Family Lawyers Help Mothers and Fathers with Child Custody
Unlike married fathers, an unmarried biological father must take extra steps to be recognized as the legal father of a child, which sometimes includes paternity testing. Unmarried parents usually have an opportunity to accomplish legal paternity by signing an acknowledgment of paternity at the hospital shortly after birth. However, this can only be done if both parents are present and agree on biological paternity.
In New York, the legal document for paternity is called a Voluntary Acknowledgment of Paternity, or VAP. In New Jersey, this document is called a Certificate of Parentage, or COP.
What if a Voluntary Acknowledgment of Paternity is Not Signed?
Unmarried fathers should know that being named on a birth certificate is likely insufficient to establish legal paternity. If unmarried parents do not sign a VAP or a COP, either a father or mother is able to file a paternity lawsuit to establish the father’s legal parentage.
If either parent is unsure about the biological paternity of the child, either a mother or father can request and receive DNA paternity testing. DNA paternity testing is easily conducted and usually only involves swabbing the cheeks of the mother, father and child.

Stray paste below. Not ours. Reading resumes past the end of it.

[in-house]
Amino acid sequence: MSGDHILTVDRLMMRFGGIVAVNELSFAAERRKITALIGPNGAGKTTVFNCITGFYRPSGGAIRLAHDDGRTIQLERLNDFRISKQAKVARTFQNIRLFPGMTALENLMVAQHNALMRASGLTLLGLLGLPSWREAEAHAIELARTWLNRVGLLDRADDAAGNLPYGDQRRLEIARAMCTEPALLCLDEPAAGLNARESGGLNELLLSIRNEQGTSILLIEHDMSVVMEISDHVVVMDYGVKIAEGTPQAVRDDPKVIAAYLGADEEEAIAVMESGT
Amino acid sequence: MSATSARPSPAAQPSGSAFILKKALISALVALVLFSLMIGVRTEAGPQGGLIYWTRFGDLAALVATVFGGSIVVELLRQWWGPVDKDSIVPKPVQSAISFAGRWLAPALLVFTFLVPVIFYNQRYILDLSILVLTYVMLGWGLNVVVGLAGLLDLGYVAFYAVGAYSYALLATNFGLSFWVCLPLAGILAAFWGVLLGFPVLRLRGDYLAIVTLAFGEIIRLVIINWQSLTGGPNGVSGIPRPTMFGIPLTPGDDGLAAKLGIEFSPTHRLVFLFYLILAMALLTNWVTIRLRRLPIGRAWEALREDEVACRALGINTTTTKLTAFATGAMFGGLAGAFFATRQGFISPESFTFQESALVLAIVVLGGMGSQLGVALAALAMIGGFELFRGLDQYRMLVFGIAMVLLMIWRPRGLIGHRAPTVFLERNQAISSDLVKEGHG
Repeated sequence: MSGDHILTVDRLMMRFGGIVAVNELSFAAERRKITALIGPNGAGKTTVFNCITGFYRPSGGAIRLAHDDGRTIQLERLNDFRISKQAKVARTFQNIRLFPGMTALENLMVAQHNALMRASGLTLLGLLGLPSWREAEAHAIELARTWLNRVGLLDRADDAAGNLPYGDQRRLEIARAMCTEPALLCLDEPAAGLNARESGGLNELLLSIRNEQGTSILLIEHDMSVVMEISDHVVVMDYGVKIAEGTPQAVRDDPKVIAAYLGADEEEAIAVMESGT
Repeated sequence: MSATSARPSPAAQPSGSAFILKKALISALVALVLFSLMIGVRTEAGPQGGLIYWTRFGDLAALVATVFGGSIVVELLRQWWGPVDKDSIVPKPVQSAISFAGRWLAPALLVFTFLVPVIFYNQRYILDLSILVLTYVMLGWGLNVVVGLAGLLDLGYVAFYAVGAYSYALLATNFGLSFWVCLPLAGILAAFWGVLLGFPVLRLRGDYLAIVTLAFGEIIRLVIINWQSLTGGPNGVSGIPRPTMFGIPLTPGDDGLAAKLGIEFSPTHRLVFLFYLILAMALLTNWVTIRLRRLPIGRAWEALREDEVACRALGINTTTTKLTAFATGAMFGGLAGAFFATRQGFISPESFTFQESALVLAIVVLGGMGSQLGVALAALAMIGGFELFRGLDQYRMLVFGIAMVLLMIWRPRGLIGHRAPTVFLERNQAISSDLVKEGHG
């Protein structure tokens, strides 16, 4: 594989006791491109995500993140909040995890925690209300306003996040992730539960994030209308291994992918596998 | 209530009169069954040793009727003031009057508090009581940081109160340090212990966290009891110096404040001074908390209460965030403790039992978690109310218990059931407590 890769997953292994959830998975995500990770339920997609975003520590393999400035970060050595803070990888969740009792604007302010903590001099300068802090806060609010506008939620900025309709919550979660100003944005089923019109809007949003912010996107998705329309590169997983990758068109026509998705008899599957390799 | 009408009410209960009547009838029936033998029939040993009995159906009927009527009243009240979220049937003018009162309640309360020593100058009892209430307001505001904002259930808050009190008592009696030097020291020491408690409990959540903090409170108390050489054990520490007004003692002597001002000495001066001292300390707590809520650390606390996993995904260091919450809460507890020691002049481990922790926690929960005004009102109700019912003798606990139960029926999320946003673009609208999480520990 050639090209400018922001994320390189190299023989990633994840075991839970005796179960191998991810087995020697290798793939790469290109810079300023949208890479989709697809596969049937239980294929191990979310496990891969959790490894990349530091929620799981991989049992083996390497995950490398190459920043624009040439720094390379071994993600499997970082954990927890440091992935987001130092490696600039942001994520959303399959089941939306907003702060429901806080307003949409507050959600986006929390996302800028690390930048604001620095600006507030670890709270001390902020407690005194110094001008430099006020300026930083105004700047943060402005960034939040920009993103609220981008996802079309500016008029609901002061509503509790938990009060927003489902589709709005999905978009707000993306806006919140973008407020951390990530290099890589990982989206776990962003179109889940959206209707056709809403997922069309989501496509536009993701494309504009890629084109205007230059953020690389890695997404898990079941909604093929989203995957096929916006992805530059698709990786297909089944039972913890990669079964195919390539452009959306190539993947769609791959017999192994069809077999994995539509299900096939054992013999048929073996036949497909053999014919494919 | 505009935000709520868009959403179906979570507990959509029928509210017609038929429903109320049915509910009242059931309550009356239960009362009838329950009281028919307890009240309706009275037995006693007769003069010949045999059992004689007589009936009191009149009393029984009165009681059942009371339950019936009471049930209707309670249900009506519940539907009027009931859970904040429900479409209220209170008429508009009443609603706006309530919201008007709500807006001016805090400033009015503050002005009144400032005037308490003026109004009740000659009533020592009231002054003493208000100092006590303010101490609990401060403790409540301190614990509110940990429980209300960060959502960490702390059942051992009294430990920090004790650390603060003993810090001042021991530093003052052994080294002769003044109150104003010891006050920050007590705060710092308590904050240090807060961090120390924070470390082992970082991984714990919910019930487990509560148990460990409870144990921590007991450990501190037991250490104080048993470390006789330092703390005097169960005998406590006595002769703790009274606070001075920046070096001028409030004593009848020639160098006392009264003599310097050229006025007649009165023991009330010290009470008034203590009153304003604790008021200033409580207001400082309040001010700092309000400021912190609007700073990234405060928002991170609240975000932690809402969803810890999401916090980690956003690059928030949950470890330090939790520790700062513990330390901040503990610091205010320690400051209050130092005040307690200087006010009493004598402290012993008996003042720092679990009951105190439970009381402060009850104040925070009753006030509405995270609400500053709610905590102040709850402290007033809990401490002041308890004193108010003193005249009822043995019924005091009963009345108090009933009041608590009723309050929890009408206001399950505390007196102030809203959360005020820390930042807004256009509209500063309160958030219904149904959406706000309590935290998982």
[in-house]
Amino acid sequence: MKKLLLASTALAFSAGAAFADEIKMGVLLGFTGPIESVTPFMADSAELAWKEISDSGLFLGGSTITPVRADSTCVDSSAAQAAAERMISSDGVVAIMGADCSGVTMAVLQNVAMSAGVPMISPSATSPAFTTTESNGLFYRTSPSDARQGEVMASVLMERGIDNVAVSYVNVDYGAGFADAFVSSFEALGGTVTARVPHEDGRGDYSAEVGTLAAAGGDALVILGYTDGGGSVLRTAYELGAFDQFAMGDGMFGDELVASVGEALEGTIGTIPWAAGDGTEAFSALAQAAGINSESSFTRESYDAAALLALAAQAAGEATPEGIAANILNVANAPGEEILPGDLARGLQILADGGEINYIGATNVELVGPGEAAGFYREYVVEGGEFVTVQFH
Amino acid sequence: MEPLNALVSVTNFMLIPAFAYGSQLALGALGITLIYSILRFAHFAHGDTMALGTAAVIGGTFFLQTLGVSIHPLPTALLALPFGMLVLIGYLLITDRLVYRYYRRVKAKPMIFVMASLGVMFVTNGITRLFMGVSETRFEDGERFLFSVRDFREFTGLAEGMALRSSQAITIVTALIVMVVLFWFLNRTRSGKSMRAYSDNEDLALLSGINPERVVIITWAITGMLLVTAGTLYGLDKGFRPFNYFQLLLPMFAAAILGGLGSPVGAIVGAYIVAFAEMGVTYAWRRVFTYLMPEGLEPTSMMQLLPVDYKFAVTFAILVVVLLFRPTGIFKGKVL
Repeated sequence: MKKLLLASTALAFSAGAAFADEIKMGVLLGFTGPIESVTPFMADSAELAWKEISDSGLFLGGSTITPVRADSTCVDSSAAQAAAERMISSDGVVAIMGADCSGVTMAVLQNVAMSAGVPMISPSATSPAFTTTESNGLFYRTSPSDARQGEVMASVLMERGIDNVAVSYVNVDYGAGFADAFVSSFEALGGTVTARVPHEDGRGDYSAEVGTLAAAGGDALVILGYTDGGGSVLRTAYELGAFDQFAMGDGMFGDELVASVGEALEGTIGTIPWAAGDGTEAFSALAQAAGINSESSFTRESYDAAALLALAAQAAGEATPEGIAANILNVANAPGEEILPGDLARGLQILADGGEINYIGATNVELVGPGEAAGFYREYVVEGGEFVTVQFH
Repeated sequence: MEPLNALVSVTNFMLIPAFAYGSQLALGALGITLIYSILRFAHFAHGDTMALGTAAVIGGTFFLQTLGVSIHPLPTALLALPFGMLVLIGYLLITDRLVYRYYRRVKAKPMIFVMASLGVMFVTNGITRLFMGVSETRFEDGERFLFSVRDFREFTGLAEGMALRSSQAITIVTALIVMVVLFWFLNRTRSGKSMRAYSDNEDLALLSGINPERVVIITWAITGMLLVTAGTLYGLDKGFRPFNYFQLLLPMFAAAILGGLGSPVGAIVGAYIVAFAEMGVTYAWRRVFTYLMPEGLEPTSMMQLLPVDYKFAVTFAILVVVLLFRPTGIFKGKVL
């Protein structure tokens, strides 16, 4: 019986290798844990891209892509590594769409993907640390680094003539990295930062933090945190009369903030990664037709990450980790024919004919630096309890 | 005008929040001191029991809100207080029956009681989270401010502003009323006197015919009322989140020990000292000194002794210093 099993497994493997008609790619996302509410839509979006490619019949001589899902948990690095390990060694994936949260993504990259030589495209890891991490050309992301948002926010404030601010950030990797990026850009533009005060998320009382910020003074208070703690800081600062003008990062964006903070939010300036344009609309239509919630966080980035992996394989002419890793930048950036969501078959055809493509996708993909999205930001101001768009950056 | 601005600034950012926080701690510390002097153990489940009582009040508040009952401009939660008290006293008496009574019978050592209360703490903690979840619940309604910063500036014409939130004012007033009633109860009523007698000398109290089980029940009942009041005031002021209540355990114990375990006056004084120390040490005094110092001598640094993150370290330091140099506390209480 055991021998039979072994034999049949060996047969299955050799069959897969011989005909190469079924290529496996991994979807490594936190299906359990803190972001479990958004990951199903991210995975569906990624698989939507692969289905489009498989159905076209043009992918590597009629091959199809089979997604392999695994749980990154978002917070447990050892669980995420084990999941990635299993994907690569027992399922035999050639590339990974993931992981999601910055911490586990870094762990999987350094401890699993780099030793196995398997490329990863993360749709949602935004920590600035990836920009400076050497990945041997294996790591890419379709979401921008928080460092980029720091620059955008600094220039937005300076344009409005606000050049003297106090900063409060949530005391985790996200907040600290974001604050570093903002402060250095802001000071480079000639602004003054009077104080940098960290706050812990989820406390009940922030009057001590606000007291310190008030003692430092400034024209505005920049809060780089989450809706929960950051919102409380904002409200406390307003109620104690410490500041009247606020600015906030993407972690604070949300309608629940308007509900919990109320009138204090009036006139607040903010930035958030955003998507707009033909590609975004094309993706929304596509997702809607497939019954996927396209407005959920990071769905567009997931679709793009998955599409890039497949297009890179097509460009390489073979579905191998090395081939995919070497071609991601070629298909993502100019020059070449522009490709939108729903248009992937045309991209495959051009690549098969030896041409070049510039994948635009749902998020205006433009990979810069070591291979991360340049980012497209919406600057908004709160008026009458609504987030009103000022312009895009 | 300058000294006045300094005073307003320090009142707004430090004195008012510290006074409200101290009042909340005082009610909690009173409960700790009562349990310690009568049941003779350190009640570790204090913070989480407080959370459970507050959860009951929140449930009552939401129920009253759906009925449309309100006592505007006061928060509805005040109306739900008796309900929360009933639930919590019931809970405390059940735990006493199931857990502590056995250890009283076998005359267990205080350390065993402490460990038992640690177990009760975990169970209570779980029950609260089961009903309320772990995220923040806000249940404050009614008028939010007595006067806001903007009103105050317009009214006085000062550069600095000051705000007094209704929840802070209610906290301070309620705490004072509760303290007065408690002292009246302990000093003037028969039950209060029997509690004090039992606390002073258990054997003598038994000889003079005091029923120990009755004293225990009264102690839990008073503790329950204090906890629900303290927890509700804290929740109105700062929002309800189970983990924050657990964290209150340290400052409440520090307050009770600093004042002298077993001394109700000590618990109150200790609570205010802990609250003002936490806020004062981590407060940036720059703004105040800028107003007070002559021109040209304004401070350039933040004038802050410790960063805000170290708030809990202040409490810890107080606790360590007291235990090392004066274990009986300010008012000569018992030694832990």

Once the DNA paternity testing demonstrates the man is the biological father, the courts will consider the issues of child custody, child support, visitation rights and parenting time.
Why Does A Biological Father Need Paternity Testing or a Paternity Suit?
Unmarried biological fathers will have no rights to a child unless he signs a VAP or COP, or he receives a court order declaring him to be the legal father. This means an unmarried biological father who is not a legal father has no say in how the child is raised, could not enforce parenting time or visitation rights, or stop a mother from moving away with the child.
Once child custody, parenting time and visitation rights are established, the court will also enter a child support order. If legal paternity is never established and the child receives money from the state, state administrative agencies may seek to establish legal paternity from the biological father for reimbursement of funds paid on behalf of the child.
New York and New Jersey Paternity Lawyers for Mothers and Fathers
It is best for a father, mother and child if the rights and obligations are made clear as soon as possible after birth. Even if the mother and father are living together and feel they do not need to establish legal paternity, this is untrue. Paternity lawsuits do not have to be adversarial proceedings if the parents agree on all issues.
Our family lawyers have been working on behalf of New York and New Jersey parents for over 40 years. Get in touch with our family lawyers today to learn more about the best legal avenues for establishing paternity, child custody and New Jersey and New York child support.